|Publication number||US8098202 B2|
|Application number||US 12/227,746|
|Publication date||Jan 17, 2012|
|Filing date||May 8, 2007|
|Priority date||May 26, 2006|
|Also published as||CN101454942A, EP2022140A1, EP2022140A4, US20090231201, WO2007138157A1|
|Publication number||12227746, 227746, PCT/2007/50256, PCT/FI/2007/050256, PCT/FI/2007/50256, PCT/FI/7/050256, PCT/FI/7/50256, PCT/FI2007/050256, PCT/FI2007/50256, PCT/FI2007050256, PCT/FI200750256, PCT/FI7/050256, PCT/FI7/50256, PCT/FI7050256, PCT/FI750256, US 8098202 B2, US 8098202B2, US-B2-8098202, US8098202 B2, US8098202B2|
|Inventors||Petteri Annamaa, Pertti Nissinen|
|Original Assignee||Pulse Finland Oy|
|Export Citation||BiBTeX, EndNote, RefMan|
|Patent Citations (58), Non-Patent Citations (3), Referenced by (20), Classifications (11), Legal Events (3)|
|External Links: USPTO, USPTO Assignment, Espacenet|
This application claims priority to International PCT Application No. PCT/FI2007/050256 entitled “Dual antenna” having an international filing date of May 8, 2007, which claims priority to Finland Patent Application No. 20065357 of the same title filed May 26, 2006, each of the foregoing incorporated herein by reference in its entirety. This application is related to co-owned and co-pending U.S. patent application Ser. No. 12/083,129 filed Apr. 3, 2008 entitled “Multiband Antenna System And Methods”, Ser. No. 12/080,741 filed Apr. 3, 2008 entitled “Multiband Antenna System and Methods”, Ser. No. 12/082,514 filed Apr. 10, 2008 entitled “Internal Antenna and Methods”, Ser. No. 12/009,009 filed Jan. 15, 2008 and entitled “Dual Antenna Apparatus And Methods”, Ser. No. 11/544,173 filed Oct. 5, 2006 and entitled “Multi-Band Antenna With a Common Resonant Feed Structure and Methods”, and co-owned and co-pending U.S. patent application Ser. No. 11/603,511 filed Nov. 22, 2006 and entitled “Multiband Antenna Apparatus and Methods”, each also incorporated herein by reference in its entirety. This application is also related to co-owned and co-pending U.S. patent application Ser. No. 11/648,429 filed Dec. 28, 2006 and entitled “Antenna, Component And Methods”, and Ser. No. 11/648,431 also filed Dec. 28, 2006and entitled “Chip Antenna Apparatus and Methods”, both of which are incorporated herein by reference in their entirety. This application is further related to U.S. patent application Ser. No. 11/901,611 filed Sep. 17, 2007 entitled “Antenna Component and Methods”, Ser. No. 11/883,945 filed Aug. 6, 2007entitled “Internal Monopole Antenna”, Ser. No. 11/801,894 filed May 10, 2007 entitled “Antenna Component”, and Ser. No. 11/922,976 entitled “Internal multiband antenna and methods” filed Dec. 28, 2007, each of the foregoing incorporated by reference herein in its entirety. This application is further related to U.S. patent application Ser. No. 12/082,882 filed Apr. 14, 2008 entitled “Adjustable Antenna and Methods”, and Ser. No. 12/217,789 filed Jul. 8, 2008 entitled “RFID Antenna and Methods”.
A portion of the disclosure of this patent document contains material that is subject to copyright protection. The copyright owner has no objection to the facsimile reproduction by anyone of the patent document or the patent disclosure, as it appears in the Patent and Trademark Office patent files or records, but otherwise reserves all copyright rights whatsoever.
The invention relates to an antenna structure of a small-sized radio apparatus which structure comprises two electrically relatively separate parts.
In small-sized portable radio apparatuses, such as mobile phones, the antenna is placed for convenience of use preferably inside the covers of the apparatus. Furthermore, as one tries to make the antenna to consume as small a space as possible, its design becomes demanding. Additional difficulties in design are caused if the radio apparatus has to operate in several frequency ranges, the more the broader these ranges are.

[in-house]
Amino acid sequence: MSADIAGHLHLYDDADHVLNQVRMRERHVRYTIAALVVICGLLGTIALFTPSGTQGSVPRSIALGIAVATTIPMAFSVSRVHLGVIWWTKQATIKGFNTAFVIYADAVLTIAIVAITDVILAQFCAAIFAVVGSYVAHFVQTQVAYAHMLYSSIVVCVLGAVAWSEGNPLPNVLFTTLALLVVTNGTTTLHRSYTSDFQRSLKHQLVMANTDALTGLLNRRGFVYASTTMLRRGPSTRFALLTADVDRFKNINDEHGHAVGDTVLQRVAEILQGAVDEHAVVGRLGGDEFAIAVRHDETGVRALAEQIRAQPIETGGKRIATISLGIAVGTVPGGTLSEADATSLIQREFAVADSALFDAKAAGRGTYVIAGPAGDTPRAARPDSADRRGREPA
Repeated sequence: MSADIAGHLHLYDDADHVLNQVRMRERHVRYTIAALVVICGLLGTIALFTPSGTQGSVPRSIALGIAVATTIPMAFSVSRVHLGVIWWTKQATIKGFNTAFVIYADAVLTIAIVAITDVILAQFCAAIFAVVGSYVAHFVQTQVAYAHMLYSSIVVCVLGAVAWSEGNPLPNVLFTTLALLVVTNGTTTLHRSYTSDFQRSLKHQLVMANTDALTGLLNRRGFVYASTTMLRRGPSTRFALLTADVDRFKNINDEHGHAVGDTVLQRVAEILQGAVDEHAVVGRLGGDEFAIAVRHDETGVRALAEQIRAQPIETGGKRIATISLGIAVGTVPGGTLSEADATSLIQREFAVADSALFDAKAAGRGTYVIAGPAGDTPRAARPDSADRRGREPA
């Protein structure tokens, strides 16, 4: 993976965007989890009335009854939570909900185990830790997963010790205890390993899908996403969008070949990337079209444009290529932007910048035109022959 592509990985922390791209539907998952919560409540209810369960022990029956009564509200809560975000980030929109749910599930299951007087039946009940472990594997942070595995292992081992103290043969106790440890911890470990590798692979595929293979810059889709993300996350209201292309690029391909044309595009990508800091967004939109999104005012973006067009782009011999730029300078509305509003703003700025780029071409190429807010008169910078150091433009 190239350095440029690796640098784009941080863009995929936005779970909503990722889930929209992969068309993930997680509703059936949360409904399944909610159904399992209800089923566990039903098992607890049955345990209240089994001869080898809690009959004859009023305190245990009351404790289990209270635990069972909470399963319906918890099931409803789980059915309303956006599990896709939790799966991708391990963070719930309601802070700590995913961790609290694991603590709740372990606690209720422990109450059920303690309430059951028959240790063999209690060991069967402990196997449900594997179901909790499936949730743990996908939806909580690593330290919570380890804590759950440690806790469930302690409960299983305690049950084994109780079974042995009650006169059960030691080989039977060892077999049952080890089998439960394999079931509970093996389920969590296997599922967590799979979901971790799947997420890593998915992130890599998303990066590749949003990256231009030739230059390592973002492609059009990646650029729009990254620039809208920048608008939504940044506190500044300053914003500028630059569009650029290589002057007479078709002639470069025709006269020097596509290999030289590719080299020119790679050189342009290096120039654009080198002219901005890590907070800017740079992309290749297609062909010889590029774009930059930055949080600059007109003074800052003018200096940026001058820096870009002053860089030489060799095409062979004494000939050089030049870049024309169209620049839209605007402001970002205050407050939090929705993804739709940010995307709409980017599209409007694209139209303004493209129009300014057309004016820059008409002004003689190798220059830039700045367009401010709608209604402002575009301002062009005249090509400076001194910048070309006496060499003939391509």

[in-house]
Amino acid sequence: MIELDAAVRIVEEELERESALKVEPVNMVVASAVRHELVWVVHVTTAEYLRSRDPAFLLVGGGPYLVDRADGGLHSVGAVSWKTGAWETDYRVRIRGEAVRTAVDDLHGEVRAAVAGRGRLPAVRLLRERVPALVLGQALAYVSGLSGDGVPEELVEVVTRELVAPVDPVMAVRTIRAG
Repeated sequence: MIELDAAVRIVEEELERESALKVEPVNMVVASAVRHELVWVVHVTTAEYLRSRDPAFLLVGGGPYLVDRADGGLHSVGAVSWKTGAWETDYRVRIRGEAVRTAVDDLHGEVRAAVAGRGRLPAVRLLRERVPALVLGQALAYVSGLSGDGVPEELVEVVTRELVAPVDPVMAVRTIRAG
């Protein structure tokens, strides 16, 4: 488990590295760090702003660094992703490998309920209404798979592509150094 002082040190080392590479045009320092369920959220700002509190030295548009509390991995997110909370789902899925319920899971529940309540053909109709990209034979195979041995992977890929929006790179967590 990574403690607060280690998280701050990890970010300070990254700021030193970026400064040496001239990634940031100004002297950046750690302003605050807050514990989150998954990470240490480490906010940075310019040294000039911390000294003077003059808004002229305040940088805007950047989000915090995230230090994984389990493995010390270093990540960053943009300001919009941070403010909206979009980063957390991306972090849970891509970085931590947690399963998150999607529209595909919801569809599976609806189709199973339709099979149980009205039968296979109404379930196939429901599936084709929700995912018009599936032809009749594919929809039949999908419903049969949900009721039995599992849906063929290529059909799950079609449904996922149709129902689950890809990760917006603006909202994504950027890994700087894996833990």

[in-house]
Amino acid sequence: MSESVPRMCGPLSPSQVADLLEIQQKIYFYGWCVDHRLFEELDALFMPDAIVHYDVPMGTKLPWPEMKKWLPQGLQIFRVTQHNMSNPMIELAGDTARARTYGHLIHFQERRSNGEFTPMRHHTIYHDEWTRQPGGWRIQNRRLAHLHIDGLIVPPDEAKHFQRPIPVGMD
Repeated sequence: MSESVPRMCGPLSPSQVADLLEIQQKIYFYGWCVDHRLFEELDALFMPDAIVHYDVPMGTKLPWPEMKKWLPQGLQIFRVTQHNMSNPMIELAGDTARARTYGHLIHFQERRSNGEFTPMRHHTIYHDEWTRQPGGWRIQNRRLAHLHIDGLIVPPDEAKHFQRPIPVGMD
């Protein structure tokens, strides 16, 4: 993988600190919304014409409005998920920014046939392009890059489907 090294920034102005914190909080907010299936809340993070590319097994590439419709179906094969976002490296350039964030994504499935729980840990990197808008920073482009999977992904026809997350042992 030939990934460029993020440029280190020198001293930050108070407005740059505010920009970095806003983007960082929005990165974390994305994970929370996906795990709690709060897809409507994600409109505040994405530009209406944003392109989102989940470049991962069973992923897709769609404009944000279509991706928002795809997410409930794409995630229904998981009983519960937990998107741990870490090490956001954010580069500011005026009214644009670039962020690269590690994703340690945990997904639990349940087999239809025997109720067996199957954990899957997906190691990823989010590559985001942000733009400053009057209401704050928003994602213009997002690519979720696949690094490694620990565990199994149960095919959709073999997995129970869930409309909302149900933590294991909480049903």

Internal antennas are mostly plane-structured, whereby they have a radiating plane and a ground plane at a certain distance from it. A planar antenna can be made smaller by manufacturing the radiating plane on the surface of a dielectric substrate instead of it being air-insulated. Naturally, the higher the permittivity of the material, the smaller physically the antenna element having a certain electric size is. By using e.g. ceramics having a high dielectric constant as the substrate, the antenna component becomes a chip to be mounted on a circuit board.
The entire antenna consists of the antenna component 110 and the ground plane. In the example of
A common way of realising a two- or multi-band antenna is to divide the radiating element to at least two branches of different lengths seen from the shorting point of the element. In this way, it is relatively easy to obtain a satisfying result in air-insulated planar antennas. Instead, when using a very small-sized chip component, it is difficult to obtain reasonable matching with e.g. two operating bands. Furthermore, isolation between the antenna components corresponding to different bands remains inadequate.
A disadvantage of the solution according to
In a first aspect of the invention, a dielectric antenna comprising a dual antenna is disclosed. In one embodiment, the dual antenna comprises one partial antenna of which is implemented the lower operating band of the antenna and with the other partial antenna the upper operating band. The partial antennas have a shared feed point in the antenna structure, e.g. at an end of a radiating element of one partial antenna, in which case the other partial antenna receives its feed galvanically through said radiating element by a short intermediate conductor. The partial antennas are located so that their substrates are heads face to face, and the main directions of the radiating elements i.e. the conductive coatings of the substrates starting from the shared feed point are opposing.
An advantage of this exemplary embodiment of the invention is that the tunings of partial antennas corresponding to the different operating bands are obtained independent from each other without discrete matching components, even though they have a shared feed point. Related to foregoing, an advantage of this exemplary embodiment of the invention is that the space required for the antenna structure is very small. A further advantage of this exemplary embodiment of the invention is that the efficiency of the antenna is good for a dielectric antenna.